News and Commentary

Weinstein Company Goes Bankrupt, Voids All Non-Disclosure Agreements

   DailyWire.com

Just before courts closed on Monday, the Weinstein Company filed for Chapter 11 bankruptcy protection in the state of New York, and in doing so, released anyone bound by a Weinstein Company non-disclosure agreement.

According to The New York Times, the company had been trying to hold on, keeping open an option to reorganize under a different, less polarizing name, and looking for an “angel investor” who might come along and keep the struggling production company afloat. Several companies expressed interest, but no help materialized, and now Weinstein’s namesake company needs protection from its creditors.

The Weinstein Company will now likely go on the auction block.

In a move that should help Weinstein’s alleged victims — which already number in the dozens — the bankruptcy filing includes a clause releasing anyone kept quiet under a non-disclosure agreement. The filing suggests that anyone “who suffered or witnessed any form of sexual misconduct by Harvey Weinstein” is now free to come forward with their own allegations.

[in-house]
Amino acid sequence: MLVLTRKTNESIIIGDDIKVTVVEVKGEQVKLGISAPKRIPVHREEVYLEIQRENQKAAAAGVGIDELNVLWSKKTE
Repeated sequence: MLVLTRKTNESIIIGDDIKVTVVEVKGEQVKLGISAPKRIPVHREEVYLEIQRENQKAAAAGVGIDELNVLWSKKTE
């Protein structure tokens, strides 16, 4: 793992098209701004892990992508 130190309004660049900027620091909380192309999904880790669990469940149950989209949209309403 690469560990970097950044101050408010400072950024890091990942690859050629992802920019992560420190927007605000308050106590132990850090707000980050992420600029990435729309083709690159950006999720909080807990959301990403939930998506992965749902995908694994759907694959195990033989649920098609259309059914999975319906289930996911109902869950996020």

The filing even throws Weinstein under the bus: “The company regrets that it cannot undo the damage Harvey Weinstein caused, but hopes that today’s events will mark a new beginning.”

Of course, Harvey wasn’t the only Weinstein Company official to make things difficult for the women Harvey allegedly mistreated. The non-disclosure agreements now made moot by Monday’s events, were shockingly restrictive, designed largely to keep the women Harvey interacted with completely silent on the matter of his personal impropriety. Women whom Harvey couldn’t force to sign an NDA were allegedly tailed by private investigators, and Weinstein allegedly employed media companies to sully the women’s reputations and blacklist them in Hollywood.

Weinstein still denies any and all allegations of sexual misconduct. And as welcome as the NDA news is, the Chapter 11 filing also halts “an array of lawsuits against the company,” The New York Times reports, including those filed against Weinstein, accusing him and his company of sex trafficking and collusion, and of conspiring to hide Weinstein’s behavior for decades.